If you want a culture of success, build a culture of recognition.
Or so the saying goes.
I once worked for a retail giant where management constantly strove to build a fun culture of recognition, but a black hole kept it from being effective.
Where we clocked in, a calendar hung, filled with sparkly stickers denoting some event or party in the break room. Many of these events were rewards for reaching some sales goal or working safely. As Halloween drew near (as in, by October 1st), we were coloring pictures of witches and ghouls, searching for skeleton bones behind vending machines, or guessing how many pieces of candy filled a mummy jar. We strained through cobwebs to watch Silence of the Lambs, Frankenstein, and Twilight: Breaking Dawn. (Well, 15 minutes of them during break.) We had pumpkin carving contests, pumpkin pie baking contests, and pumpkin bagels from Einstein Bros.
The day after Halloween, you’d come in, and the HR team would already have moved in to clear out the place, working like diligent iconoclasts to remove every last stray spider and gravestone and skull.
The tinsel and trees appeared out of thin air a day or two later, and up went the stockings and ho-ho-ho’s. (For us, life was one long holiday from Halloween until Valentine’s Day.)
Beyond all the break room pageantry, managers would sign and post cards in the hallway recognizing employees who exemplified company values. And every day we were presented the opportunity during team meetings to publicly recognize individuals for their help. Sometimes the recognition felt programmatic, sometimes sincere. But I believe all of these efforts were done in good will by management. Rarely have I seen a company try so hard to make employees feel recognized, engaged, and rewarded.
But what stood out to me was that, despite all this, my co-workers and I still complained. Sure, we’d eat our ice-cream sundaes over break, take some candy home, say “thank you” to HR and the store manager.
Why did we complain? It wasn’t so much the work itself, or the co-workers, or even the managers themselves. We got along well in my department, worked well together, and everyone carried their weight.
Why did we complain? Because after all the hustling to sort out shipments every morning, and acquiring methods and skills that really made a difference over the course of the year, our raises were small. Very small. So small they made me and my team feel more insulted than anything.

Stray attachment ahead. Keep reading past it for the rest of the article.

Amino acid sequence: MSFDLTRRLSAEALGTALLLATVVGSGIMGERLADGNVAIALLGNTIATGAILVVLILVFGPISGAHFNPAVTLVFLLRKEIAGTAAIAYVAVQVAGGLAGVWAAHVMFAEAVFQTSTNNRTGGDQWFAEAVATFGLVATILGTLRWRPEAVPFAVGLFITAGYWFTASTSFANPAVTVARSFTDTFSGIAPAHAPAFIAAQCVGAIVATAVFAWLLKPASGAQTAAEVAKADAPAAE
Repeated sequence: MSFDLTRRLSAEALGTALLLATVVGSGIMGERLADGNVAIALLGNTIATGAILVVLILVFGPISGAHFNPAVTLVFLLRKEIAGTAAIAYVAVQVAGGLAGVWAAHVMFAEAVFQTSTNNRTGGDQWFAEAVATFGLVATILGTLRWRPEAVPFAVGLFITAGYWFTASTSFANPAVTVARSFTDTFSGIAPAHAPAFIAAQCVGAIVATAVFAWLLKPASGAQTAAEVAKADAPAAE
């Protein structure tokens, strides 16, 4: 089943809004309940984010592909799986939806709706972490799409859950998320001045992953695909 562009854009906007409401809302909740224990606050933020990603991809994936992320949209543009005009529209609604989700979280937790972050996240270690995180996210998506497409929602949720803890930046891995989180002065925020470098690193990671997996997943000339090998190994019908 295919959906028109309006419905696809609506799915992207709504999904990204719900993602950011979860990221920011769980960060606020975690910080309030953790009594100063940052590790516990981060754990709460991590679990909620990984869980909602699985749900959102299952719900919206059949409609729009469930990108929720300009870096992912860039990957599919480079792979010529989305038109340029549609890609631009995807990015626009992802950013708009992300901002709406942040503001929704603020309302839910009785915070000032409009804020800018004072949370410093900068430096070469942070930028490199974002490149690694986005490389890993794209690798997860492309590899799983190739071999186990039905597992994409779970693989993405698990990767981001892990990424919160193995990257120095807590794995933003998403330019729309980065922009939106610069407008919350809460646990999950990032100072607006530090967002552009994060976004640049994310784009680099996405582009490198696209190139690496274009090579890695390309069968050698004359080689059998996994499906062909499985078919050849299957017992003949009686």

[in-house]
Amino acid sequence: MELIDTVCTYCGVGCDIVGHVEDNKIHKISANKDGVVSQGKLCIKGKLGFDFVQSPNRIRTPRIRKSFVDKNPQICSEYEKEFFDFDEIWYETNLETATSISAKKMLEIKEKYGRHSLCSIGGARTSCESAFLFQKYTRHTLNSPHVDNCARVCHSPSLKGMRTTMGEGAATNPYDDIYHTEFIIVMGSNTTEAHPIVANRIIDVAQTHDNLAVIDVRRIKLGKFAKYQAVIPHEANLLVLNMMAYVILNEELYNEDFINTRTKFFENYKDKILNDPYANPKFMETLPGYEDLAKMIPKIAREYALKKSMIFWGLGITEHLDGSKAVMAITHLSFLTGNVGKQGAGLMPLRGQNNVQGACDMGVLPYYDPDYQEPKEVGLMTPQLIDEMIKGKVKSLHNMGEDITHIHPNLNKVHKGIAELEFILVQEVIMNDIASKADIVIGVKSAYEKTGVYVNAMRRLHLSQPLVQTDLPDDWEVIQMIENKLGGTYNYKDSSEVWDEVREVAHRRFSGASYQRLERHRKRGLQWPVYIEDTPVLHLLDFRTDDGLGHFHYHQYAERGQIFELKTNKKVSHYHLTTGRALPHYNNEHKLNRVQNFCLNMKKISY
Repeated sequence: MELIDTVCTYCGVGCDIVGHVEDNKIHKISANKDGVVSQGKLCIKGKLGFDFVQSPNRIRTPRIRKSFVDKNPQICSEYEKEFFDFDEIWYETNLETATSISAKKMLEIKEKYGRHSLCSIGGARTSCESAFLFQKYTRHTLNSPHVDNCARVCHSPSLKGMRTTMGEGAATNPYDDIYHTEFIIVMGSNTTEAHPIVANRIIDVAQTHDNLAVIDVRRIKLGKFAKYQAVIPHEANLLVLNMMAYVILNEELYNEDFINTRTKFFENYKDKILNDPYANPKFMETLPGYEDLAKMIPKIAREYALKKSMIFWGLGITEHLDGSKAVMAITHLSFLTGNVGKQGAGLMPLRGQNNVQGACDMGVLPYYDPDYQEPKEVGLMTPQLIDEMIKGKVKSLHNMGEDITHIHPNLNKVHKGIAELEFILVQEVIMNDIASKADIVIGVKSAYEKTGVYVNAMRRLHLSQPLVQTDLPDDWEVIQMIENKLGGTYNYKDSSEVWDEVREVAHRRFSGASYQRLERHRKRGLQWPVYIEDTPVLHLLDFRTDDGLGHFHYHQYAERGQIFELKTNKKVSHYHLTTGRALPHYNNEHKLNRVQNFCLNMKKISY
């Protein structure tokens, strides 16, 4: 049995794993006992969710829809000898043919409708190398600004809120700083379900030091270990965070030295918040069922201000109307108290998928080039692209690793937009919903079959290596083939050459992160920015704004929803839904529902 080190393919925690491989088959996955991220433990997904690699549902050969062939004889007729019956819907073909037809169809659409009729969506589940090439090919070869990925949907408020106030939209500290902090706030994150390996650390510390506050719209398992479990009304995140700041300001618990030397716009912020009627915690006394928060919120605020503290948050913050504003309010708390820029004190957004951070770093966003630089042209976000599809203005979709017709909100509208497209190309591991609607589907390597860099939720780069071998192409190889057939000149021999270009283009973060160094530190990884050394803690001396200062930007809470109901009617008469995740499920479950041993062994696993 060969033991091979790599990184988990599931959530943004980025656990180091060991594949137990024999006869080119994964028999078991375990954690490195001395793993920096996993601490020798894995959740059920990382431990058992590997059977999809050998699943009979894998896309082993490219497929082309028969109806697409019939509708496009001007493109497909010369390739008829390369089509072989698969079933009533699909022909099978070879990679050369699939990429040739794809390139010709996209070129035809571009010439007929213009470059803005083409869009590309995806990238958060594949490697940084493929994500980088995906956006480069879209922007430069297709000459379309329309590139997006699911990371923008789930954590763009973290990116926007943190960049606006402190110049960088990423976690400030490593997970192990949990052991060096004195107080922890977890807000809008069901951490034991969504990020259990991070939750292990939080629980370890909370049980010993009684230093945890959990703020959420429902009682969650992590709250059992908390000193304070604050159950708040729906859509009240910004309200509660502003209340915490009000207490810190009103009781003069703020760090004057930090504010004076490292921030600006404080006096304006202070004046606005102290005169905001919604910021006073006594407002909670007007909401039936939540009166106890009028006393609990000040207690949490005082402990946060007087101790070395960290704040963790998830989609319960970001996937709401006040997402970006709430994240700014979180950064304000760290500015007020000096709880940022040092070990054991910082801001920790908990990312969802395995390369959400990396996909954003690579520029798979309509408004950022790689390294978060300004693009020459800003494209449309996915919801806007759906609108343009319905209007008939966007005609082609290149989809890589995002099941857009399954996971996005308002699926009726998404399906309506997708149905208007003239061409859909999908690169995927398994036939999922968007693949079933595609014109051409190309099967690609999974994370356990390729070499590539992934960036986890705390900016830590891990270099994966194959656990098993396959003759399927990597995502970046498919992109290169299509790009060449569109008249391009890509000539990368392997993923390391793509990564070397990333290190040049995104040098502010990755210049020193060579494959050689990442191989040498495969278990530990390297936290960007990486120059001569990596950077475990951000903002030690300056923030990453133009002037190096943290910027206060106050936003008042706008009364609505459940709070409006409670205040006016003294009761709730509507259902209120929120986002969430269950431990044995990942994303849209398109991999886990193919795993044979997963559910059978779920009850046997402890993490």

Now, I’m sure there’s plenty to be said for the retail company facing smaller profits in this economy like everyone else… yadda yadda. It’s a harsh world.
But in this harsh world, not since I was six years old has ice-cream made everything better.
The message behind our petty raises was clear: you are in a sales floor position in a giant retail company; you are a cog in a machine. You are replaceable.
After we had received this message loud and clear, no amount of recognition could change our feelings.
This story ends with me quitting shortly thereafter, and making my reasons clear in a letter to management. Many of my co-workers followed (and I’m sure turnover costs were higher than anticipated). But there’s a lesson to be learned.
At this retail company, the lack of decent raises was the black hole that sucked away at us, causing employees in my department to feel replaceable and disengaged, despite all the recognition.
HR professionals ought to be acutely aware of these dangerous black holes. Don’t turn a blind eye. Help to steer the company away from black holes- and close them before they suck away your workforce.
I’d love to hear your thoughts. What are some other common black holes (maybe you learned of them through exit interviews)? How does HR help steer away from these black holes, acting as both company and employee advocate?